Raising the Bar: Winter Roof Hotspots
Hotels and Nightlife
by Laura Kusnyer, 01/12/2009
Baby, it's cold outside. You've bundled up and rushed from one destination to the next, perhaps forgetting to take in the dramatic views NYC's sprawling skyline has to offer. It's time you warmed your tired toes and got your nightly dose of skyscraper eye candy—all at once. This season, kick back at one of the City's little-known winter treasures—the heated rooftop bar, available on the top floor of a variety of stylish NYC hotels, among other venues.
Start things off in the Meatpacking District, where guests at the Hotel Gansevoort's Plunge bar can sip warm seasonal cocktails like the Pomegranate Ginger (Pearl pomegranate vodka, ginger and a splash of red wine) by the indoor fireplace or relax on the roof deck, heated and enclosed in glass for winter. A view of the Empire State Building peeking over the neighborhood warehouses is just one of the draws at this swank sky-high nightspot, where locals and celebrities—you might even spot Marc Jacobs here—have been known to mix.
Uptown and floors above Lincoln Center, the Empire Hotel's Empire Rooftop lounge is also serving up quaffs like mulled wine and hot buttered rum, all in a couch- and cushion-filled ambience similar to that of fellow heated roof club Highbar. "It's nice and cozy," says Herbie, manager of the Empire Rooftop, where the heated and covered west terrace's view of Columbus Circle and sizzling fireplace paint an ideal setting for snuggling. The spot is also incredibly spacious: in addition to the west terrace, the non-covered east terrace provides a getaway for those who want to check out views of Lincoln Center and Central Park, while the interior bar area provides guests with a wide-open floor to dance to jazz on Tuesdays and DJ tunes Thursday through Saturday.
Speaking of romantic settings, two very distinct venues with equal amorous allure are perched high above the City. On the 22nd floor of Midtown's Peninsula hotel, the glass-walled Salon de Ning bar features a panoramic view of sparkling Fifth Avenue high-rises. Although there's no fireplace here, red candles pepper the Asian- and Art Deco–inspired space at nearly every turn. Meanwhile, about a dozen blocks south, Bookmarks, atop the Library Hotel, has transformed literary quirkiness into sex appeal. Step right off the elevator into the Poetry Garden and its adjacent outdoor deck dotted with heat lamps, or turn left into the Writer's Den, where a crackling fireplace serves as the centerpiece of a room that gives way to another outdoor patio—this one glass-enclosed and heated for the season. A staff mixologist serves up warm drinks like the Hot Apple Toddy and Café & Cachaça in a spot that's so romantic, its staff claims, it's known for hosting blind dates and marriage proposals.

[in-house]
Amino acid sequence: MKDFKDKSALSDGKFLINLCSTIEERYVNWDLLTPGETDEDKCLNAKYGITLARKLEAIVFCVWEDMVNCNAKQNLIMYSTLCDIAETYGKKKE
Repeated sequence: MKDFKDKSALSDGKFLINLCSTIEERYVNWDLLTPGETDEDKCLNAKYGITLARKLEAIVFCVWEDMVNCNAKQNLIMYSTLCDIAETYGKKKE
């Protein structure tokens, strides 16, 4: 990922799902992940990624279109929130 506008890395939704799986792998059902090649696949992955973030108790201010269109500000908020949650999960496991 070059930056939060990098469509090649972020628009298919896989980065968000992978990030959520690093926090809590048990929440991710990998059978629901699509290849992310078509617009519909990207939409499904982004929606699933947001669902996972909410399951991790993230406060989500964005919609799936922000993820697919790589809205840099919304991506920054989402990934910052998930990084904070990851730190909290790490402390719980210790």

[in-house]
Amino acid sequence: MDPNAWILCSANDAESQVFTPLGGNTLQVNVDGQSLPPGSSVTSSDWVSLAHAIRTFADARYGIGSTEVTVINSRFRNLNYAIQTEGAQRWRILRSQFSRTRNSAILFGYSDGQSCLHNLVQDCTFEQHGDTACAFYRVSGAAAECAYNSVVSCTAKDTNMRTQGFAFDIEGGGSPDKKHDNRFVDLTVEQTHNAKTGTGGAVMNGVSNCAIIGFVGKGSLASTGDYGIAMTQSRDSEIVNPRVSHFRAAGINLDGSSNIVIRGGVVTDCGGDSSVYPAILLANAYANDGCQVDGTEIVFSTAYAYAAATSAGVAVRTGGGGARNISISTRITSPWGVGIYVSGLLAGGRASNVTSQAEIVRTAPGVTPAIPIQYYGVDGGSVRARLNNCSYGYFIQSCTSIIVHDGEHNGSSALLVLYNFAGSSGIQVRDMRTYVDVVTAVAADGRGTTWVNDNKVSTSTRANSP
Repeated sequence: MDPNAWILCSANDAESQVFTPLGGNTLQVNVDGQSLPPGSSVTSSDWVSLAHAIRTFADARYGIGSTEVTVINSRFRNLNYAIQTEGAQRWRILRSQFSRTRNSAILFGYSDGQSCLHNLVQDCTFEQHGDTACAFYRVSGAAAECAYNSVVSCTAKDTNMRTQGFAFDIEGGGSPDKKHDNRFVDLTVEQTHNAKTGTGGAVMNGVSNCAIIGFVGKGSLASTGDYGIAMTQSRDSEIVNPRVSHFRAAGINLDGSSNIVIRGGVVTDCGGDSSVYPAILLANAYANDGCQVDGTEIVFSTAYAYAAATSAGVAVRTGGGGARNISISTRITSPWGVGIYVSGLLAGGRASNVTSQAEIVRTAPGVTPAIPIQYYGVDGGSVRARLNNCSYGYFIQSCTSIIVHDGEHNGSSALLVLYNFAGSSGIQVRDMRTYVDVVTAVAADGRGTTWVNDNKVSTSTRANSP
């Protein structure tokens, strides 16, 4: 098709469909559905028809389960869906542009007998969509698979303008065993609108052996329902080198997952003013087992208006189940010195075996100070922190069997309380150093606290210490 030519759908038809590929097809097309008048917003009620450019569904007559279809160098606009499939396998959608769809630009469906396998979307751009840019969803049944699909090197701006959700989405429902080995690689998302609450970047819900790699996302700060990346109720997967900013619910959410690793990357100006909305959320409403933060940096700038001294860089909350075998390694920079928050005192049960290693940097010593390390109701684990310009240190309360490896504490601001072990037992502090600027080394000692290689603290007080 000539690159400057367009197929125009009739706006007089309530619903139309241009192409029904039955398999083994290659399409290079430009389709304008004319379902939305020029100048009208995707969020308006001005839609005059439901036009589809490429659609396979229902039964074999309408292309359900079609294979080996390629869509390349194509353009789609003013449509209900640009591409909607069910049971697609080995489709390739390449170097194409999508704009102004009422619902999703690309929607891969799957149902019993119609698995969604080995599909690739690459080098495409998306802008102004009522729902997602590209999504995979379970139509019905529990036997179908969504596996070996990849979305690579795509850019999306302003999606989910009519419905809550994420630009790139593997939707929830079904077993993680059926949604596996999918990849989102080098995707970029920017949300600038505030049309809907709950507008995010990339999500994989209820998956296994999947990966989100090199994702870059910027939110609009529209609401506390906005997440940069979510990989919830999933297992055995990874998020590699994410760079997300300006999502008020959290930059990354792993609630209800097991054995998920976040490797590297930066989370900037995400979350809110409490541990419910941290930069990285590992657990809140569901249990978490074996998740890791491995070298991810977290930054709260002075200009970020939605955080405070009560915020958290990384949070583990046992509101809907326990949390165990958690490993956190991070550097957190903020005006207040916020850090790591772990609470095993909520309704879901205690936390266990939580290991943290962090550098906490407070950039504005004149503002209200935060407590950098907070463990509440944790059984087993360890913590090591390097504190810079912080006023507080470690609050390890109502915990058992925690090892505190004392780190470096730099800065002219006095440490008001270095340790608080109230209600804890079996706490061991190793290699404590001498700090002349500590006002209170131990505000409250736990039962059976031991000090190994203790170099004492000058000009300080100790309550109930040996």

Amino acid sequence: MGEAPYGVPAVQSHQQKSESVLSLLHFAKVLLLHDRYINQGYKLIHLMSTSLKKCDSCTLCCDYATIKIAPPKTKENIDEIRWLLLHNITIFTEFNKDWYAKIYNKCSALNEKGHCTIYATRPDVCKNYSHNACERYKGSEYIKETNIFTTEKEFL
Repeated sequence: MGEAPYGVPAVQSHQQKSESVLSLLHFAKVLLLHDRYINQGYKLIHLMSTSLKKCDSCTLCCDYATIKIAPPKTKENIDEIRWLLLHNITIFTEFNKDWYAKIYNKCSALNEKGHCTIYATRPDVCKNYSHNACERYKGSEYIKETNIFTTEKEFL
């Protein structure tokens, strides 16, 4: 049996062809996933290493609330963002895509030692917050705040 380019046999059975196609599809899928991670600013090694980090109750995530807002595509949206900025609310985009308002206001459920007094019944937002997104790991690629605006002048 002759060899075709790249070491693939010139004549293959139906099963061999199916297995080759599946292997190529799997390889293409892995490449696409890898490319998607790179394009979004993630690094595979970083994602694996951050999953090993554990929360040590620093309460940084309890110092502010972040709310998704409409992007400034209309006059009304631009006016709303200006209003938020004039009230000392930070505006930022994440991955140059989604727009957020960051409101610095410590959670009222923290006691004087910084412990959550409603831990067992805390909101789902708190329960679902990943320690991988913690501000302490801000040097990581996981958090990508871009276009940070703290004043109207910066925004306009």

With its wicker chairs, rows of plants and greenhouse-style windows, Bookmarks is certainly a rooftop garden, but when it comes to sky-high greens, art collector Steven Greenberg's 230 Fifth is king. This huge 22,000-square-foot space is ideal for parties, and includes an indoor penthouse lounge and an open-air roof deck. Heat lamps and thermal blankets converge with piña coladas and palm trees, lending the space a Copenhagen-meets-Miami vibe. Be sure to come with an empty stomach, as consulting chef Zak Pellacio's menu includes tiny treats like Malaysian Fish Cakes and his famous "Romli Burger" sliders.
If you like palm fronds but still crave a fireplace, the Delancey on the Lower East Side might be the spot for you. The roof deck here is heated and covered for winter, so you don't have to shiver while listening to the indie-rock tracks that often blast from the speakers. And back in Midtown, the Ava Lounge atop the Dream hotel has multiple fireplaces for guests to choose from. Try the Key Lime cocktail in the glamorous, tented space, where a bird's-eye view of Times Square will make you wonder why you were saving NYC's rooftop bars for the summertime. There's no need to stay at sea level just because it's chilly; the heat is rising to the roof this winter in NYC.